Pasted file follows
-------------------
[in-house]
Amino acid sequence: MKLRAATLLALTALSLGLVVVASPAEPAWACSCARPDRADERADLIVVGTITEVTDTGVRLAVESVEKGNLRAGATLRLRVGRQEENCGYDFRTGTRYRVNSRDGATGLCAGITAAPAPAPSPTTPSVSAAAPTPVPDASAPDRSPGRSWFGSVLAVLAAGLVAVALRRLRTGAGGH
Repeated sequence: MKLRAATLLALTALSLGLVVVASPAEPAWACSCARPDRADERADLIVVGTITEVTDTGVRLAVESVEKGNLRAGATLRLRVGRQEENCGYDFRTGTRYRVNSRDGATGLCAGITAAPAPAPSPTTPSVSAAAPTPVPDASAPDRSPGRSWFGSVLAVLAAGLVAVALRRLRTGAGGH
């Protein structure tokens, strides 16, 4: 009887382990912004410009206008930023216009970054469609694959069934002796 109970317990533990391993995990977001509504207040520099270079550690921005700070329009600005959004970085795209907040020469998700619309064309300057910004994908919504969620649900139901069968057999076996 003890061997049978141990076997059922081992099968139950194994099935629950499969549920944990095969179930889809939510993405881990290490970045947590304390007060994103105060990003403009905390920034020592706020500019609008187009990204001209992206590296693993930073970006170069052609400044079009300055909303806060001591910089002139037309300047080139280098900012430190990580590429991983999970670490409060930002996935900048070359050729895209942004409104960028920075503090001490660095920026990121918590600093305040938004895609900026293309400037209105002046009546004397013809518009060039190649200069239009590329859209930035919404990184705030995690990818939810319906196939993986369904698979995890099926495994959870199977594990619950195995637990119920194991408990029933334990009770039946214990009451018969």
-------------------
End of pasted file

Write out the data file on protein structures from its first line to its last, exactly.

[in-house]
Amino acid sequence: MKLRAATLLALTALSLGLVVVASPAEPAWACSCARPDRADERADLIVVGTITEVTDTGVRLAVESVEKGNLRAGATLRLRVGRQEENCGYDFRTGTRYRVNSRDGATGLCAGITAAPAPAPSPTTPSVSAAAPTPVPDASAPDRSPGRSWFGSVLAVLAAGLVAVALRRLRTGAGGH
Repeated sequence: MKLRAATLLALTALSLGLVVVASPAEPAWACSCARPDRADERADLIVVGTITEVTDTGVRLAVESVEKGNLRAGATLRLRVGRQEENCGYDFRTGTRYRVNSRDGATGLCAGITAAPAPAPSPTTPSVSAAAPTPVPDASAPDRSPGRSWFGSVLAVLAAGLVAVALRRLRTGAGGH
């Protein structure tokens, strides 16, 4: 009887382990912004410009206008930023216009970054469609694959069934002796 109970317990533990391993995990977001509504207040520099270079550690921005700070329009600005959004970085795209907040020469998700619309064309300057910004994908919504969620649900139901069968057999076996 003890061997049978141990076997059922081992099968139950194994099935629950499969549920944990095969179930889809939510993405881990290490970045947590304390007060994103105060990003403009905390920034020592706020500019609008187009990204001209992206590296693993930073970006170069052609400044079009300055909303806060001591910089002139037309300047080139280098900012430190990580590429991983999970670490409060930002996935900048070359050729895209942004409104960028920075503090001490660095920026990121918590600093305040938004895609900026293309400037209105002046009546004397013809518009060039190649200069239009590329859209930035919404990184705030995690990818939810319906196939993986369904698979995890099926495994959870199977594990619950195995637990119920194991408990029933334990009770039946214990009451018969």